IRAS takes actions and imposes penalties against taxpayers who evade tax and/or file incorrect tax  returns. When there is no evidence of intention to evade taxes, IRAS will take into consideration individual circumstances of a taxpayer in determining penalties. IRAS will also waive penalties for taxpayers who voluntarily disclose any errors and meet the qualifying conditions.

Penalties for Errors in Tax Returns

Under the Income Tax Act, taxpayers may face the following consequences depending on whether there is evidence indicating intention to evade taxes:

Without intention to evade taxes

  1. Penalty up to 200% of the amount of tax undercharged;
  2. Fine up to $5,000; and/or
  3. Imprisonment up to three years

With intention to evade taxes

  1. Penalty up to 400% of the amount of tax undercharged;
  2. Fine up to $50,000; and/or
  3. Imprisonment up to five years

IRAS will notify taxpayers of the penalty amount and due date for payment of penalty. IRAS will also explain the reason for imposing the penalty.

Consideration of "Individual Circumstances"

For cases where there is no evidence of any intention to evade taxes, IRAS will decide on the penalties for errors in tax returns by considering if taxpayers have been compliant with their tax responsibilities, or if they have committed errors with negligence and/or without reasonable excuse.

Individual Circumstance #1: Negligence / "Without Reasonable Excuse"

Possible indicators of negligent behaviour include:

  • Taxpayer has committed an offence on the same issue or a similar issue; 
  • Taxpayer has received prior information from IRAS or advice from his tax agents informing him of the correct tax treatment; 
  • Taxpayer has good knowledge of tax laws (e.g. taxpayer is a tax agent / accountant) but submits an incorrect tax declaration; or
  • Taxpayer does not keep proper records and accounts of its business transactions

Individual Circumstance #2: Compliance History

Bad compliance history is an aggravating factor when IRAS decides on the penalty for the tax offences. A taxpayer is considered to have a bad compliance history if the taxpayer has two bad compliance records within two years before the completion of the audit.  

Bad compliance records include:

  • late payment of taxes due;
  • late filing of Estimated Chargeable Income (ECI);
  • late filing of tax return; and
  • previous omission of income, giving of incorrect information or wrongful claim of relief / expense.

Individual Circumstance #3: Cooperation During Audits

Being uncooperative during an audit is an aggravating factor that IRAS will take into consideration when deciding on the penalty for the tax offences. A taxpayer is considered to be uncooperative during audit when:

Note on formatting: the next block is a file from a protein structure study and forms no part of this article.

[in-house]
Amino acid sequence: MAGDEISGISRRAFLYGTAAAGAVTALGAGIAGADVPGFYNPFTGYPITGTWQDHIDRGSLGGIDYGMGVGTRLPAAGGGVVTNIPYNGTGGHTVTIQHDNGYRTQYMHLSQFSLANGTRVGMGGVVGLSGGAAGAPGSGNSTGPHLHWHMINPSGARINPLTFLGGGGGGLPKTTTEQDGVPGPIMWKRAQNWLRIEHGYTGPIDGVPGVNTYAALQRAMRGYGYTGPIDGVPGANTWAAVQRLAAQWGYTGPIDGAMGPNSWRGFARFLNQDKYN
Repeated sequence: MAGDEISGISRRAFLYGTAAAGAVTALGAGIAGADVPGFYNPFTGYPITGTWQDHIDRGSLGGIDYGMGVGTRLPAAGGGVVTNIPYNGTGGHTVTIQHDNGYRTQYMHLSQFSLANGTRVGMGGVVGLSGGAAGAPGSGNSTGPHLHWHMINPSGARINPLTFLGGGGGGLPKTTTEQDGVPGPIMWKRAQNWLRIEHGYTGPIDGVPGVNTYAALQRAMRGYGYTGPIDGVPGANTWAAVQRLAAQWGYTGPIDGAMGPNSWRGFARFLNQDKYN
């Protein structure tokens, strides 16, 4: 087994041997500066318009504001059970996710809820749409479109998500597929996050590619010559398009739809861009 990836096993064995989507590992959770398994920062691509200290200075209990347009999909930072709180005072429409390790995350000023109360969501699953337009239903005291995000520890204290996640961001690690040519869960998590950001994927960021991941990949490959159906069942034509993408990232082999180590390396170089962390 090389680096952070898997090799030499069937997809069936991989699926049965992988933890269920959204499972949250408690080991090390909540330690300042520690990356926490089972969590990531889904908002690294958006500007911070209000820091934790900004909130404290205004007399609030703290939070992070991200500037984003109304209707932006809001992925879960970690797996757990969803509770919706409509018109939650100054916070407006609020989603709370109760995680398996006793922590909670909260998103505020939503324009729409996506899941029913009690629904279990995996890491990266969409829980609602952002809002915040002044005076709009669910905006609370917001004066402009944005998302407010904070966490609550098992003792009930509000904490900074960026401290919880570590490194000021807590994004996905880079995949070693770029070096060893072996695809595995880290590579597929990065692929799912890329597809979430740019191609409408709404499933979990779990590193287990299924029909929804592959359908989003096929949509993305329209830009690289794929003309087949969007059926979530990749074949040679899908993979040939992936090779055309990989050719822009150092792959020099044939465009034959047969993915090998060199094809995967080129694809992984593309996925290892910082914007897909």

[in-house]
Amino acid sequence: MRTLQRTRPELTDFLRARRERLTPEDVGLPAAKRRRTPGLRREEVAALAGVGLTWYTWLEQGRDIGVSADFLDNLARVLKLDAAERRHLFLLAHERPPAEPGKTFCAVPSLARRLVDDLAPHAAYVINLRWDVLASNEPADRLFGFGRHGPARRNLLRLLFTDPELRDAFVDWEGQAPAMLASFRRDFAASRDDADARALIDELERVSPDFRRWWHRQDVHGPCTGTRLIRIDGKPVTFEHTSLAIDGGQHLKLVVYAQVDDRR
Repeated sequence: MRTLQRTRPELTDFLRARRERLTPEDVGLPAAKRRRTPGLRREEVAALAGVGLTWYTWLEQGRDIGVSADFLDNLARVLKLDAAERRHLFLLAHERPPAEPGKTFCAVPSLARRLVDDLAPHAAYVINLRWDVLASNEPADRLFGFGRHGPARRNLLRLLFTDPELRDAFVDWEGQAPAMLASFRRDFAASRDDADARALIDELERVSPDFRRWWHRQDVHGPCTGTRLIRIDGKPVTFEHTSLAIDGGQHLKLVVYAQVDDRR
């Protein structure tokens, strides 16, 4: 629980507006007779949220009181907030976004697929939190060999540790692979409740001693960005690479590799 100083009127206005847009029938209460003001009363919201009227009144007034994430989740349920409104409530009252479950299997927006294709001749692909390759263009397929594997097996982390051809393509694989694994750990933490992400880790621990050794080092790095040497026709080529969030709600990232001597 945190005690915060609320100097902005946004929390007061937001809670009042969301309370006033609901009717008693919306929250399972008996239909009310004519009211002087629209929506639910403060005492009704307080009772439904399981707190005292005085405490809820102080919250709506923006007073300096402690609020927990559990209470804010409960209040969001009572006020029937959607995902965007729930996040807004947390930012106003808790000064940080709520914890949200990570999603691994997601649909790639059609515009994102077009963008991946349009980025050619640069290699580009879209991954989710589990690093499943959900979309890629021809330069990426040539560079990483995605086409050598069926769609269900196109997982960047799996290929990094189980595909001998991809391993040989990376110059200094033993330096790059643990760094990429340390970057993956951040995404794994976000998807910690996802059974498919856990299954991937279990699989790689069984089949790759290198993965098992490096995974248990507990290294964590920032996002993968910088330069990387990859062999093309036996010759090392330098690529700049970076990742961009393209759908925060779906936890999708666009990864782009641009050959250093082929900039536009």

• Taxpayer does not respond to audit queries in a timely manner and has no reasonable excuse for the delayed response; or
  • Taxpayer delays the progress of the audit with no reasonable excuse or obstructs the progress of the audit.

Individual Circumstance #4: Commitment to Future Compliance

IRAS operates on the belief that taxpayers are generally compliant. Whether the taxpayer is committed to improving their tax compliance going forward is a mitigating factor that when IRAS will take into consideration when deciding on the penalty for the tax offences.

Taxpayers can show their commitment to better tax compliance in the future by undertaking to improve their record keeping, using proper accounting software and/or engaging suitably qualified person to prepare their accounts, etc.

Voluntary Disclosure of Errors for Reduced Penalties

To encourage voluntary disclosures of past errors and omissions, IRAS may reduce penalties for voluntary disclosures which meet the qualifying conditions under IRAS' Voluntary Disclosure Programme. Learn more about how to make a voluntary disclosure.

For Income Tax, penalty waiver is granted for voluntary disclosures made within a 'grace period' of one year from the statutory filing date. After the lapse of the 'grace period', IRAS will impose a reduced penalty of 5% for every back year the disclosure was untimely, on an incremental basis.

Example 1: Rental Omission in YA 2019

Taxpayer omitted to declare rental income received in 2018. He voluntarily disclosed the omission to IRAS on 1 Apr 2020. Assuming he has met all the qualifying conditions under the Voluntary Disclosure Program, the penalty treatment is as follows:

  • Since taxpayer came forward during the grace period of 16 Apr 2019 to 15 Apr 2020, IRAS will grant a one-time waiver of penalty.
  • If taxpayer makes the disclosure after 15 Apr 2020 but before 16 Apr 2021, the penalty would be 5% of the tax undercharged.

Example 2: Rental Omission in YA 2017

Taxpayer omitted to declare rental income received in 2016. He voluntarily disclosed the omission to IRAS on 1 Apr 2020. Assuming he has met all the qualifying conditions under the Voluntary Disclosure Program, the penalty treatment is as follows:

16 Apr 17 to 15 Apr 1816 Apr 18 to 15 Apr 1916 Apr 19 to 15 Apr 20
Grace period 0%5%10%
If the taxpayer had came forward during the grace period of 16 Apr 2017 to 15 Apr 2018, he would have been entitled to a one-time waiver of penalty. However, because the disclosure was untimely, IRAS will impose a penalty of 10% of the tax undercharged.

If the taxpayer makes the disclosure after 15 Apr 2020 but before 16 Apr 2021, the penalty would be 15% of the tax undercharged.